Search and rescuers hunting for a light aircraft that vanished off the coast of Blackpool with one person on board last night found fuel and debris in the Irish Sea.
The discovery was made eight hours into a major search and rescue mission.
The alarm was raised when the plane, which had one person on board, vanished off radar screens yesterday morning.
The search was called off at 5pm last night and was expected to resume at first light today.
Scores of rescuers from as far away as mid-Wales and Southport joined the operation, which was due to resume today.
The single engine propeller plane, believed to be flown by a businessman, was due to land at Blackpool Airport after completing a 40 minute flight from Ronaldsway Airport on the Isle of Man shortly at 9am yesterday.
At first, we didn’t know exactly what had happened, or whether it was a broken radio, but we took it very seriously.
It is believed the man is an experienced pilot who makes the journey regularly.
Senior coastal operations officer for the UK Coastguard, Adam Bradbury, said it was too early to say whether the debris was linked to the aircraft’s disappearance.
He said: “All I can say is there have been some objects recovered but we don’t know where they are from yet. It’s too early.”
Blackpool air traffic controllers raised the alarm after losing contact with the Manx-based aircraft. It then disappeared from their radar screens.
Conditions over the Irish Sea yesterday morning were described as “difficult”.
Rain, mist, overcast skies and water spray all contributed to poor conditions and visibility.
An emergency operation was launched, with seven boats manned by RNLI volunteers from Blackpool, St Annes, Fleetwood, and Southport scouring a three-mile area of water aided by two search and rescue helicopters from the Coastguard, including one from Caernarfon in North Wales.
A team of police and fire officers combed the mist-shrouded sand dunes at the edge of the airport for any signs of the missing craft.The crews from Bispham and St Annes searched land near Starr Gate before it was confirmed the aircraft had ditched in the sea.
The UK Coastguard’s duty controller Matthew Mace said: “There were reports of low visibility in the area so there is a strong likelihood this aircraft may have ditched into the sea after contact was lost and it disappeared from the radar.”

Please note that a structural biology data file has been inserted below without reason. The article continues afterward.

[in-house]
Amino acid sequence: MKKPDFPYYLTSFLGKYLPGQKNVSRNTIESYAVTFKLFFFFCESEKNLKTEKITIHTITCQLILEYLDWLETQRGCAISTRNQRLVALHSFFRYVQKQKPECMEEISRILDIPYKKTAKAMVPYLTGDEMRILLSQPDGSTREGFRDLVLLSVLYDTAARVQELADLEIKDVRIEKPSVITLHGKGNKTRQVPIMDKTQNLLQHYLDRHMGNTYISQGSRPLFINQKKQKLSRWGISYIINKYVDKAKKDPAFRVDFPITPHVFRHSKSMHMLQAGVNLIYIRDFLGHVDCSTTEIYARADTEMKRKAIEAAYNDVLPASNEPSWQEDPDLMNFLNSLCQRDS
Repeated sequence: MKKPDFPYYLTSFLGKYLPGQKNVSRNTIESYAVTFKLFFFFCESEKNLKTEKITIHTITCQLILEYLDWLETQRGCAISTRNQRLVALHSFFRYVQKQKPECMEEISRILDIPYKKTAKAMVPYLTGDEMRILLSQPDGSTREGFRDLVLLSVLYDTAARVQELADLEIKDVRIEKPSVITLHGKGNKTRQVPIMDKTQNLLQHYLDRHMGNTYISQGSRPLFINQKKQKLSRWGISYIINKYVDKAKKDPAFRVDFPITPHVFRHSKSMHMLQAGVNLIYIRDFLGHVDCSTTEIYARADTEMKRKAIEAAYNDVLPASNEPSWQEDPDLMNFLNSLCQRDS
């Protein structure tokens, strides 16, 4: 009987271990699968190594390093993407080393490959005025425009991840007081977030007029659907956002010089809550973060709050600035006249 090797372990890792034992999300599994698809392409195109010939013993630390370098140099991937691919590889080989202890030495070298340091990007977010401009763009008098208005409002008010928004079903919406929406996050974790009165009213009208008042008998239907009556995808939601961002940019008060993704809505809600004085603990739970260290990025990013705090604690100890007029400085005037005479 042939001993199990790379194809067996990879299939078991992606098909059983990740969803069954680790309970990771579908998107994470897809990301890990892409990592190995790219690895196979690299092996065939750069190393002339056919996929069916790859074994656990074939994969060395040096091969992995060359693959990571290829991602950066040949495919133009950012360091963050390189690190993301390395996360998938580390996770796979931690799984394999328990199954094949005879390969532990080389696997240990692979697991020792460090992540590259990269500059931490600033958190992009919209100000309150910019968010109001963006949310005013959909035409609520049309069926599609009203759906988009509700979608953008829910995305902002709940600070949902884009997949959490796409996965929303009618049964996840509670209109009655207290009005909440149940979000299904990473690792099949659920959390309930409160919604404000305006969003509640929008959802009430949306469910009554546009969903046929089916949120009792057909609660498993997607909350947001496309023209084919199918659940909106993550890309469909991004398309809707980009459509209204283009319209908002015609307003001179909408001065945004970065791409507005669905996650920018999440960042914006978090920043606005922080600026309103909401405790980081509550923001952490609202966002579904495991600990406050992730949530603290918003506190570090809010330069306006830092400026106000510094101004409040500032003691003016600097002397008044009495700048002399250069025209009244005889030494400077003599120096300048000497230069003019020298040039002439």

Lancashire Fire and Rescue service spokesman John Taylor said crews searched alongside the Fylde coastline, ‘in case the aircraft had come down on land but they found no trace’.
Mr Taylor said: “We got a call to say a light aircraft coming from the Isle of Man into Blackpool with one person on board did not make it there.”
Paramedics from the North West Ambulance Service were placed on standby as police officers searched the sand dunes.
A Lancashire Police spokesman said: “We were all stood down after finding nothing and it became a coastguard incident.
“At first, we didn’t know exactly what had happened, or whether it was a broken radio, but we took it very seriously.”
Ronaldsway Airport director Ann Reynolds confirmed the plane was based there but said it was not registered at the airport.
Details of the type of plane involved in the incident was not immediately available.
In February 2007, two Fylde men were killed when their light aircraft crashed into the sea off Blackpool during heavy fog.
Andrew Walker, 26, and Roy Hellawell, 81, died after their four-seater single-engine Piper Cherokee came down after overshooting an airport runway during an attempt at landing, and getting into difficulties as it circled to try again.